So one can't begrudge Riss and Luz and all the other survivors at Charlie Hebdo the decision to go soft on those who most demand mockery and derision. But we should begrudge those in media who shrugged at the assassin’s veto, claiming they couldn’t publish satirical cartoons out of respect for religion, for whom Je Suis Charlie was merely social media signaling.Those who went soft were those whose convictions couldn't even hold up to an attack that happened to someone else. Then there were plenty who never held these convictions at all, but Je Suis Charlie'd right up to the PEN Award nominations before deciding the few people shouting "racist!" were the voice of reason. And they sold out Charlie Hebdo -- along with every persecuted artist and journalist in the world -- by decrying its offerings as being unworthy of their consideration, respect and support.
Australian Broadcasting Corporation carries a piece of analysis/commentary on the societal ethics of advertising. I found it fascinating by the depth of arguments (true, there is a bias, but it's likely that most of us soylents share it); do take your time to read it in full, my attempts to summarize it below is bound to fail:
Advertising is a natural resource extraction industry, like a fishery. Its business is the harvest and sale of human attention. We are the fish and we are not consulted.
Two problems result from this. The solution to both requires legal recognition of the property rights of human beings over our attention.
First, advertising imposes costs on individuals without permission or compensation. It extracts our precious attention and emits toxic by-products, such as the sale of our personal information to dodgy third parties.
Second, you may have noticed that the world's fisheries are not in great shape. They are a standard example for explaining the theoretical concept of a tragedy of the commons, where rational maximising behaviour by individual harvesters leads to the unsustainable overexploitation of a resource.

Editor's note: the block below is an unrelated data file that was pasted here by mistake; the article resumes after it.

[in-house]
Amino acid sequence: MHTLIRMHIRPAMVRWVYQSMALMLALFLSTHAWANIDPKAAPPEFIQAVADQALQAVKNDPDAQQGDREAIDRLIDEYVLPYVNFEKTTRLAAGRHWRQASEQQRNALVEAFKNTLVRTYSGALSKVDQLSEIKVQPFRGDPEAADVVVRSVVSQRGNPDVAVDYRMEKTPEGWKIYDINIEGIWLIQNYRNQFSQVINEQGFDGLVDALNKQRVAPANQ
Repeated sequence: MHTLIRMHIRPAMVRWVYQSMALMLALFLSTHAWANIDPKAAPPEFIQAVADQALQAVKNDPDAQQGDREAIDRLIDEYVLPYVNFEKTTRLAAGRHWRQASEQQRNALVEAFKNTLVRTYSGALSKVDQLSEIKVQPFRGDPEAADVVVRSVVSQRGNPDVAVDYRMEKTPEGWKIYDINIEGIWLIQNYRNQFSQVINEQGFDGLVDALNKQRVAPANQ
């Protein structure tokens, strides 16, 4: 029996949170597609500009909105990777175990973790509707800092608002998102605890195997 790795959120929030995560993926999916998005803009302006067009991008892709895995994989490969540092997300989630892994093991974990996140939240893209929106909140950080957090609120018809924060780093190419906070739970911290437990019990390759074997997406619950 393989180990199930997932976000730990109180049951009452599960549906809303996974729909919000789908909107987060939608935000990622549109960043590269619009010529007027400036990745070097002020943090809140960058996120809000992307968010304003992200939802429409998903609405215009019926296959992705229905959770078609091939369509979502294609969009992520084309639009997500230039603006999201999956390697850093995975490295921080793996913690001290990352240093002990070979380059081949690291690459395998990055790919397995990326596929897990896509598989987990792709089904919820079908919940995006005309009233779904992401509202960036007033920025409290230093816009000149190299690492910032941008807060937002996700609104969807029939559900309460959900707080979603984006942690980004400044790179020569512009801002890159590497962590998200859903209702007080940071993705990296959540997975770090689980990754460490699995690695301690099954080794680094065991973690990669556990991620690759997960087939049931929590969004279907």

A classic market failure
The advertising industry consists of the buying and selling of your attention between third parties without your consent. That means that the cost of producing the good — access to your attention — doesn't reflect its full social cost.
...Since advertisers pay less to access your attention than your attention is worth to you, an excessive (inefficient) amount of advertising is produced.
...It's a classic case of market failure. The problem has the same basic structure as the overfishing of the seas or global warming. In economics language, people's attention is a common good.
Read more of this story at SoylentNews.
School gives drugs.
Electric car sales keep climbing and climbing in Norway. In 2013, many of us were shocked to learn that electric cars were account [sic] for about 10–15% of new car sales in the country. We are now well aware of the fact that the Norway electric vehicle market is in a league of its own, and just yesterday I wrote about the breakdown of June electric car sales in the picturesque country. But I skipped one important note, the percentage of new car sales that were electric car sales.
Jeff Cobb reminded me of this important matter when he published an article yesterday highlighting that 22.9% of new cars in Norway are now plug-in electrified cars. And if you want some serious perspective here, catch this line: "Comprised of battery electric cars and plug-in hybrids, if the same thing were to happen in the US on a percentage basis, it would have meant 1,943,177 new [Plugin Electric Vehicles] PEVs on American roads since January." We have 50,503 new PEVs on our roads since January, about 2.6% of that number....
It's still a small fraction of the total vehicle fleet in Norway, but it signals a shift in car buyer preferences. What percentage or absolute number of EV purchases constitutes a tipping point?
Editor's Note: It's worth noting that while Norway exports a fair amount of North and Berents Sea oil and gas products, their domestic production of electricity is primarily from hydro-electric schemes with thermal and wind schemes thrown into the mix as minor contributors. Reference with interesting stats in the tables here: Statistics Norway
Read more of this story at SoylentNews.
Food everywhere, all the time.
Real problems? That never happened!
True comic. The computer was failing to get an IP address from the network several times a day for no apparent reason. My parent’s computer had The Real Problems™
I’m gonna be in Hamilton, Ontario in like a week for Con Bravo! Whoa! Are YOU gonna be there? Because I will be!
I’ll be doing a webcomic panel with I AM ARG (who is also a server pal/real pal) along with some other webcomic folks!